The changing face of general aviation

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By LEN ASSANTE

The Dec. 20, 2013, issue of General Aviation News showcased general aviation’s “up and comers,” a group of innovators who are passionate about changing this industry for the better.

I have had the honor of meeting some of these people and agree they offer some amazing ideas and unmitigated passion for GA. Such passion is desperately needed if GA is to survive in any fashion recognizable to today’s General Aviation News readers.

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Link: A Skosh of Paranoia

A fatal stall/spin accident, reconstructed by AOPA, led to a discussion between friends and was capped off by an interested blog post titled, “A Skosh of Paranoia” by Ron Rapp at the House of Rapp blog. As is often said, a good pilot is always learning. Do yourself a favor and wander over to Ron’s site for a read.

What’s your story?

We tell stories. In 2014 we want to tell your story.

This year, we will dive deeper into fewer subject. Don’t worry, we’ll still deliver the news and information you read General Aviation News for. But there are a few topics we want to expand, and need your help.

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Aviation tax reform…indeed

Jeff Smisek is the CEO of United Airlines. His CEO Letter in the November issue of Hemispheres Magazine was titled, “Aviation Tax Reform,” which caught my eye.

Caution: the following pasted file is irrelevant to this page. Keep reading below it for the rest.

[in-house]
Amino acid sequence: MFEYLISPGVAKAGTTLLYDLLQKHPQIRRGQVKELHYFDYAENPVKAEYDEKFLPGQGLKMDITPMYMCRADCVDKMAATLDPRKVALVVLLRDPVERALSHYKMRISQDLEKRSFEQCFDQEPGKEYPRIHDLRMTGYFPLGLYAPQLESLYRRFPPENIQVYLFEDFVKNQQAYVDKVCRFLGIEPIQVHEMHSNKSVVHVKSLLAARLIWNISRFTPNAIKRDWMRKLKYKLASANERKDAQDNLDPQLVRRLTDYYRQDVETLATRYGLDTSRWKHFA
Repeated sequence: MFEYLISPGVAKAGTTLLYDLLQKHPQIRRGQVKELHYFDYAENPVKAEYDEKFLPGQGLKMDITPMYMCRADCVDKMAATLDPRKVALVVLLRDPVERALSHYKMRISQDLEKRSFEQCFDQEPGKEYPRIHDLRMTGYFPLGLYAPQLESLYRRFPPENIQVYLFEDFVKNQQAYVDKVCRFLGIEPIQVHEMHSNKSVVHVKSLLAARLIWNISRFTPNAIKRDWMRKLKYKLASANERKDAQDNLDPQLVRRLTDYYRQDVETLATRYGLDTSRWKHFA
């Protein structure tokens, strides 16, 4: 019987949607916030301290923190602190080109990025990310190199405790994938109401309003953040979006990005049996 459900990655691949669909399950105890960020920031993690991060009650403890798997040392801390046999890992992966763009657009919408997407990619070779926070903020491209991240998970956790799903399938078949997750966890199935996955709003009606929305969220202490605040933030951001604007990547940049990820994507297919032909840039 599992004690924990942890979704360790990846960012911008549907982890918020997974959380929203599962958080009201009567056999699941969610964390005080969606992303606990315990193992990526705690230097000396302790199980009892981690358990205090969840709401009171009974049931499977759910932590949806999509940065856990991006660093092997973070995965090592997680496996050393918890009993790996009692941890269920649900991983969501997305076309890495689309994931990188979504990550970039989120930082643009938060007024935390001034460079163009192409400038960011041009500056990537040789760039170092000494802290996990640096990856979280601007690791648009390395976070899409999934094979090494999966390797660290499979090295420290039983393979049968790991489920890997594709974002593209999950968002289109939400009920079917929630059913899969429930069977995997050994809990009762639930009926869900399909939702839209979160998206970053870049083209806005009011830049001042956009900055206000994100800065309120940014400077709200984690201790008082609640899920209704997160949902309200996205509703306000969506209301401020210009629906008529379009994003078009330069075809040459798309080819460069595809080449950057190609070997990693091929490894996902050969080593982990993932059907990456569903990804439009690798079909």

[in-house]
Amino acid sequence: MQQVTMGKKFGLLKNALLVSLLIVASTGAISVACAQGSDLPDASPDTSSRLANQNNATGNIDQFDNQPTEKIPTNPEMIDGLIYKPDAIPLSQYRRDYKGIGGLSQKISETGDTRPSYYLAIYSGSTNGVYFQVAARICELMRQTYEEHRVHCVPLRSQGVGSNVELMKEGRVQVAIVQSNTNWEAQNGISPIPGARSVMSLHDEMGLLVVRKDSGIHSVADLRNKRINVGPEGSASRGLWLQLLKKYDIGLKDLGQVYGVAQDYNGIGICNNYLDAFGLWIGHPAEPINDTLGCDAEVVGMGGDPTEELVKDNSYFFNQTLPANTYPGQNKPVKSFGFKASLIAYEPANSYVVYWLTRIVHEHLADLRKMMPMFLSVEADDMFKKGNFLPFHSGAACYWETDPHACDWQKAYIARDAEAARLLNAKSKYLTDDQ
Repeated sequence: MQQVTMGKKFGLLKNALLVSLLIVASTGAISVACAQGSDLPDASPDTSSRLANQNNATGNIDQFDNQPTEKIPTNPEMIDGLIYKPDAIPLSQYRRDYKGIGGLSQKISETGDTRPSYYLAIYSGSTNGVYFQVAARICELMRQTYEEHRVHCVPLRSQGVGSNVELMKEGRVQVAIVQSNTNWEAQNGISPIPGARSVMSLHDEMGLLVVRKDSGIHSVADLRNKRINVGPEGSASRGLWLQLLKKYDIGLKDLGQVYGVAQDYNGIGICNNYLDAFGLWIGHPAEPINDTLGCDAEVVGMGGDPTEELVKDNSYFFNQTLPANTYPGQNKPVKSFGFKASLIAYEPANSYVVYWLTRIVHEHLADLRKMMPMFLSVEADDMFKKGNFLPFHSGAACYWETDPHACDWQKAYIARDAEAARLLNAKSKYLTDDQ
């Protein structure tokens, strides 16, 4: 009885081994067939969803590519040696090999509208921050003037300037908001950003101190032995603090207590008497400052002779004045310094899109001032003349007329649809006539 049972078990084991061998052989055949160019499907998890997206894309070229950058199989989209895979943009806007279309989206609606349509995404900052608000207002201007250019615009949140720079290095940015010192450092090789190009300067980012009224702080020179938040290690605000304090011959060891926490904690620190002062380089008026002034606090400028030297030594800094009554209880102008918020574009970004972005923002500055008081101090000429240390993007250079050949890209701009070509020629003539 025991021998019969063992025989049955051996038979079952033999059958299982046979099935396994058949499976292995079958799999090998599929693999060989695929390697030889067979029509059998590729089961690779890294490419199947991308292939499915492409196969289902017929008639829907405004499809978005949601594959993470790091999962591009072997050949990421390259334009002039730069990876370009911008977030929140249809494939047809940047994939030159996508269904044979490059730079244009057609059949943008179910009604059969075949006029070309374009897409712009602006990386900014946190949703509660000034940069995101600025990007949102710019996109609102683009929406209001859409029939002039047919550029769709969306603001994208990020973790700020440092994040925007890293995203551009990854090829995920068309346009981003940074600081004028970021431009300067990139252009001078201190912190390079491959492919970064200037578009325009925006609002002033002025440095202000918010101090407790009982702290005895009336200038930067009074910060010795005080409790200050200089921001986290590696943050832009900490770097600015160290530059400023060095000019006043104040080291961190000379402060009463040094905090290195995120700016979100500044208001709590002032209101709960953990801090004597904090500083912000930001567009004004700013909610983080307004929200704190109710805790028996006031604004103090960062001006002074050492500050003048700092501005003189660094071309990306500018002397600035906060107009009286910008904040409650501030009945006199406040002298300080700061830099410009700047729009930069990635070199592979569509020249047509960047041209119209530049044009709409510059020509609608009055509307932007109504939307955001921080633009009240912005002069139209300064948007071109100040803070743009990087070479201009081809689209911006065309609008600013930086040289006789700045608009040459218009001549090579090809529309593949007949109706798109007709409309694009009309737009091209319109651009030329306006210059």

“The taxation system across transportation modes is broken, and airlines and our customers are paying the price for this irrational structure,” laments Mr. Smisek. The government imposes “17 different taxes and fees” on his customers and his airline.

The CEO of one of the nation’s preeminent carriers is calling for a simplified tax structure for the airline industry. You have my support Mr. Smisek.

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BMI could trigger additional scrutiny with proposed policy

The FAA is targeting pilots (and controllers) with a “proposed obstructive sleep apnea (OSA) policy.” Pilots and controllers with a Body Mass Index (calculate yours here) with 40 and higher, will be the initial target.

Federal Air Surgeon Fred Tilton wrote in recent medical bulletin those pilots “will have to be evaluated by a physician who is a board certified sleep specialist.” Those diagnosed with OSA must be treated before they acquire a medical certificate, Tilton wrote.

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Thank you for your service

JoAnnSandyHill

If there is one constant in life, it is that change is inevitable. In the aviation industry, this often manifests as people leave one job to take another. Or, as in the case of JoAnn and Sandy Hill from Longmont, Colo., it can take the form of retirement after what most would agree is a long and eventful professional life.

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Old Coot pilots come up with ideas for a new medical

JohnChristiansen
Guest Editorial By John Christensen

I recently attended my 50th high school reunion. I had a wonderful time reminiscing with classmates. As one would expect, the rather large crowd quickly organized itself into small groups, according to interests, past and present. I found myself embedded in a pod of old coot pilots.

After the hangar stories, lies and exaggerations were dutifully processed, the conversation topic switched to the Class 3 medical and our collective assortment of various health issues keeping us grounded. Many colleagues are aircraft owners and pilots. Tickets ran the gambit from ATP to private. All had one common interest: To somehow legally get back into the air, as seniors.

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